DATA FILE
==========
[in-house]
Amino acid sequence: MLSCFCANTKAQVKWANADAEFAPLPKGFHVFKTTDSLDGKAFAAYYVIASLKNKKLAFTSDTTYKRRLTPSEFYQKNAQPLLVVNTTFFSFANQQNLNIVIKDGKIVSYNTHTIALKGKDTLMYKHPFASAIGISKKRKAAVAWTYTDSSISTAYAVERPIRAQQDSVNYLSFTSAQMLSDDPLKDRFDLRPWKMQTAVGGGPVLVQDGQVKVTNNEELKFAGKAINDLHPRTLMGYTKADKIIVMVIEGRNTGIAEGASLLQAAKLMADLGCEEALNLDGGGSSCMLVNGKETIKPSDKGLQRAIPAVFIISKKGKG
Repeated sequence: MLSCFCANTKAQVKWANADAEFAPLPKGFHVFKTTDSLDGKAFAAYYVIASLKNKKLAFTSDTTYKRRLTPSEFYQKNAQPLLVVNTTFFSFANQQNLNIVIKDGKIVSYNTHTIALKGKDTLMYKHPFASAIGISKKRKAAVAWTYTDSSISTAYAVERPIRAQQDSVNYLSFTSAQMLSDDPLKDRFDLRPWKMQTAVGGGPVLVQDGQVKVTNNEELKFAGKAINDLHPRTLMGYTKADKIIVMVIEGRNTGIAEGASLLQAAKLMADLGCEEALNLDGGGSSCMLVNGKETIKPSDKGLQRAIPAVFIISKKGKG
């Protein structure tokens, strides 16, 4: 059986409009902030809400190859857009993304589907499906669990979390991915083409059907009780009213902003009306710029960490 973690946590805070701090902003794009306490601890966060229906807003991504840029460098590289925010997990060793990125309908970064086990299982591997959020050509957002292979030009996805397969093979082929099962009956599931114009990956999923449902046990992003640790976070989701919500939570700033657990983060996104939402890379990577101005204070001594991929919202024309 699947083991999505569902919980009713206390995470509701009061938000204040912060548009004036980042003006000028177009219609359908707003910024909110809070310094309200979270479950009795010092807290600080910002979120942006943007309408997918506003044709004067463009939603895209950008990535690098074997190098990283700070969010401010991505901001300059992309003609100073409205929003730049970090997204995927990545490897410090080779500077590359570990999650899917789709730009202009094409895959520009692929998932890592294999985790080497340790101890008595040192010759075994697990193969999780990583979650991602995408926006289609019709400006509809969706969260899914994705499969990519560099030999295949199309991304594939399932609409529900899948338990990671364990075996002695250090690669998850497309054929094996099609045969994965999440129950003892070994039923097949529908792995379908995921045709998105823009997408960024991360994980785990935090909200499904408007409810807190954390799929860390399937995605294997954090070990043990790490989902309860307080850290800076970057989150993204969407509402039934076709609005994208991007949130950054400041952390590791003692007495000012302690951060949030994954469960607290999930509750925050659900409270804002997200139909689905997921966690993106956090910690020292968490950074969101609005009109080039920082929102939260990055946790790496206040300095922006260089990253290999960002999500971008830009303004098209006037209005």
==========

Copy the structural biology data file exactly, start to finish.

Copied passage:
[in-house]
Amino acid sequence: MLSCFCANTKAQVKWANADAEFAPLPKGFHVFKTTDSLDGKAFAAYYVIASLKNKKLAFTSDTTYKRRLTPSEFYQKNAQPLLVVNTTFFSFANQQNLNIVIKDGKIVSYNTHTIALKGKDTLMYKHPFASAIGISKKRKAAVAWTYTDSSISTAYAVERPIRAQQDSVNYLSFTSAQMLSDDPLKDRFDLRPWKMQTAVGGGPVLVQDGQVKVTNNEELKFAGKAINDLHPRTLMGYTKADKIIVMVIEGRNTGIAEGASLLQAAKLMADLGCEEALNLDGGGSSCMLVNGKETIKPSDKGLQRAIPAVFIISKKGKG
Repeated sequence: MLSCFCANTKAQVKWANADAEFAPLPKGFHVFKTTDSLDGKAFAAYYVIASLKNKKLAFTSDTTYKRRLTPSEFYQKNAQPLLVVNTTFFSFANQQNLNIVIKDGKIVSYNTHTIALKGKDTLMYKHPFASAIGISKKRKAAVAWTYTDSSISTAYAVERPIRAQQDSVNYLSFTSAQMLSDDPLKDRFDLRPWKMQTAVGGGPVLVQDGQVKVTNNEELKFAGKAINDLHPRTLMGYTKADKIIVMVIEGRNTGIAEGASLLQAAKLMADLGCEEALNLDGGGSSCMLVNGKETIKPSDKGLQRAIPAVFIISKKGKG
């Protein structure tokens, strides 16, 4: 059986409009902030809400190859857009993304589907499906669990979390991915083409059907009780009213902003009306710029960490 973690946590805070701090902003794009306490601890966060229906807003991504840029460098590289925010997990060793990125309908970064086990299982591997959020050509957002292979030009996805397969093979082929099962009956599931114009990956999923449902046990992003640790976070989701919500939570700033657990983060996104939402890379990577101005204070001594991929919202024309 699947083991999505569902919980009713206390995470509701009061938000204040912060548009004036980042003006000028177009219609359908707003910024909110809070310094309200979270479950009795010092807290600080910002979120942006943007309408997918506003044709004067463009939603895209950008990535690098074997190098990283700070969010401010991505901001300059992309003609100073409205929003730049970090997204995927990545490897410090080779500077590359570990999650899917789709730009202009094409895959520009692929998932890592294999985790080497340790101890008595040192010759075994697990193969999780990583979650991602995408926006289609019709400006509809969706969260899914994705499969990519560099030999295949199309991304594939399932609409529900899948338990990671364990075996002695250090690669998850497309054929094996099609045969994965999440129950003892070994039923097949529908792995379908995921045709998105823009997408960024991360994980785990935090909200499904408007409810807190954390799929860390399937995605294997954090070990043990790490989902309860307080850290800076970057989150993204969407509402039934076709609005994208991007949130950054400041952390590791003692007495000012302690951060949030994954469960607290999930509750925050659900409270804002997200139909689905997921966690993106956090910690020292968490950074969101609005009109080039920082929102939260990055946790790496206040300095922006260089990253290999960002999500971008830009303004098209006037209005």